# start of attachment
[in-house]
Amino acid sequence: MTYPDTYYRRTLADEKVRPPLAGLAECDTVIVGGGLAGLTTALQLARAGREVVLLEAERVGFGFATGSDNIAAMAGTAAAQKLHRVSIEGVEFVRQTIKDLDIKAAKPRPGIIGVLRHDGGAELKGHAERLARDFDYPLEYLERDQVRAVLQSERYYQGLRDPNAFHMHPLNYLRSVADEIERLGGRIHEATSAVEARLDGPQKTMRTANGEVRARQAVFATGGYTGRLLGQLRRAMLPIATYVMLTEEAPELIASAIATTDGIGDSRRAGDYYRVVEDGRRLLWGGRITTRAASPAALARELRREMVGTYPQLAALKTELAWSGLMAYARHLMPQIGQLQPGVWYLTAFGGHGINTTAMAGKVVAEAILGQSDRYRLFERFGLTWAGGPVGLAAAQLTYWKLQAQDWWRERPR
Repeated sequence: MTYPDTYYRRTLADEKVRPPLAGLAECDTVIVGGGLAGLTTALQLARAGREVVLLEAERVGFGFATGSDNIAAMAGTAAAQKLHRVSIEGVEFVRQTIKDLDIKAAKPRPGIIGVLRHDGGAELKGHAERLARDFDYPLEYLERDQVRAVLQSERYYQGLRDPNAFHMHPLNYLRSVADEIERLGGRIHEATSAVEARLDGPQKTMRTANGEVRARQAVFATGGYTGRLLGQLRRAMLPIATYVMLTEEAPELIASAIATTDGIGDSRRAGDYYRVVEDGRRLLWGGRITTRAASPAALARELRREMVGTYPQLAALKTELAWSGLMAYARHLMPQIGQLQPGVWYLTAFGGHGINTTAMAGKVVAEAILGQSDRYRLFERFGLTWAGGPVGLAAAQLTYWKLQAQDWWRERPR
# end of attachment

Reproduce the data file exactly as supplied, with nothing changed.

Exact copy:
[in-house]
Amino acid sequence: MTYPDTYYRRTLADEKVRPPLAGLAECDTVIVGGGLAGLTTALQLARAGREVVLLEAERVGFGFATGSDNIAAMAGTAAAQKLHRVSIEGVEFVRQTIKDLDIKAAKPRPGIIGVLRHDGGAELKGHAERLARDFDYPLEYLERDQVRAVLQSERYYQGLRDPNAFHMHPLNYLRSVADEIERLGGRIHEATSAVEARLDGPQKTMRTANGEVRARQAVFATGGYTGRLLGQLRRAMLPIATYVMLTEEAPELIASAIATTDGIGDSRRAGDYYRVVEDGRRLLWGGRITTRAASPAALARELRREMVGTYPQLAALKTELAWSGLMAYARHLMPQIGQLQPGVWYLTAFGGHGINTTAMAGKVVAEAILGQSDRYRLFERFGLTWAGGPVGLAAAQLTYWKLQAQDWWRERPR
Repeated sequence: MTYPDTYYRRTLADEKVRPPLAGLAECDTVIVGGGLAGLTTALQLARAGREVVLLEAERVGFGFATGSDNIAAMAGTAAAQKLHRVSIEGVEFVRQTIKDLDIKAAKPRPGIIGVLRHDGGAELKGHAERLARDFDYPLEYLERDQVRAVLQSERYYQGLRDPNAFHMHPLNYLRSVADEIERLGGRIHEATSAVEARLDGPQKTMRTANGEVRARQAVFATGGYTGRLLGQLRRAMLPIATYVMLTEEAPELIASAIATTDGIGDSRRAGDYYRVVEDGRRLLWGGRITTRAASPAALARELRREMVGTYPQLAALKTELAWSGLMAYARHLMPQIGQLQPGVWYLTAFGGHGINTTAMAGKVVAEAILGQSDRYRLFERFGLTWAGGPVGLAAAQLTYWKLQAQDWWRERPR